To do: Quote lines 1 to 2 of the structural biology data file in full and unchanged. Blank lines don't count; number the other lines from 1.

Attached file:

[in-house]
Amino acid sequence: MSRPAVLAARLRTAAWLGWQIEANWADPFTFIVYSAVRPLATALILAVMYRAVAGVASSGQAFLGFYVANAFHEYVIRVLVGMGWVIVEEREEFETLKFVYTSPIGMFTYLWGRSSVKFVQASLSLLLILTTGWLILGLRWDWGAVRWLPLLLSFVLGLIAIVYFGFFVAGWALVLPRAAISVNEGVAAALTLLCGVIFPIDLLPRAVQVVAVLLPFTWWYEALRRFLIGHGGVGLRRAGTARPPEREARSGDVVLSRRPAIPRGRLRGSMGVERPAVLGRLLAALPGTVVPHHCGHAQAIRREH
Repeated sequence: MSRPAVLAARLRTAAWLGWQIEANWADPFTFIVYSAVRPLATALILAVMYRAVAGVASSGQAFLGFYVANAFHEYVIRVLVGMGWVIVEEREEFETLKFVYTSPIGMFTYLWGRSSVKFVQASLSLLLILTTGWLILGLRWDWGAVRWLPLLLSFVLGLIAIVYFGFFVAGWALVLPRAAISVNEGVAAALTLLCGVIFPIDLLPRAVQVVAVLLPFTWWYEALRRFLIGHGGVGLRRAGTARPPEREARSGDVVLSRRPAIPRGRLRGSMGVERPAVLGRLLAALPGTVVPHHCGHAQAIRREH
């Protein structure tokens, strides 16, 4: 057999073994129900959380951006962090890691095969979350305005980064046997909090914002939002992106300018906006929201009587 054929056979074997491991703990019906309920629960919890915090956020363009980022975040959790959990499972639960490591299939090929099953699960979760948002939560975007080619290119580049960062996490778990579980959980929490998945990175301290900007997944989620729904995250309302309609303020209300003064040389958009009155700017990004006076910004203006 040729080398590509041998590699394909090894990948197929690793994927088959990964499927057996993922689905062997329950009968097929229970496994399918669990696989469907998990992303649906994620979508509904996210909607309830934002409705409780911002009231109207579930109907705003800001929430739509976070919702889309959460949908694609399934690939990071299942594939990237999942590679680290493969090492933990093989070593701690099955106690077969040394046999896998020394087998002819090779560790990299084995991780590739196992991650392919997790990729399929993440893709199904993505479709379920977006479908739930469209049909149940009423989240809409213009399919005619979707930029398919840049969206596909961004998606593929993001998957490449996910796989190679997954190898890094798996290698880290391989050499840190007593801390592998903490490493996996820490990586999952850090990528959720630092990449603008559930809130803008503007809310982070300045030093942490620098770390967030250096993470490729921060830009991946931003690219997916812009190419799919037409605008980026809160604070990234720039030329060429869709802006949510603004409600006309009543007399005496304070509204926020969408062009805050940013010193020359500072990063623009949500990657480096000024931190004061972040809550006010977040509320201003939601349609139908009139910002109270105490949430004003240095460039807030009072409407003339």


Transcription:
[in-house]
Amino acid sequence: MSRPAVLAARLRTAAWLGWQIEANWADPFTFIVYSAVRPLATALILAVMYRAVAGVASSGQAFLGFYVANAFHEYVIRVLVGMGWVIVEEREEFETLKFVYTSPIGMFTYLWGRSSVKFVQASLSLLLILTTGWLILGLRWDWGAVRWLPLLLSFVLGLIAIVYFGFFVAGWALVLPRAAISVNEGVAAALTLLCGVIFPIDLLPRAVQVVAVLLPFTWWYEALRRFLIGHGGVGLRRAGTARPPEREARSGDVVLSRRPAIPRGRLRGSMGVERPAVLGRLLAALPGTVVPHHCGHAQAIRREH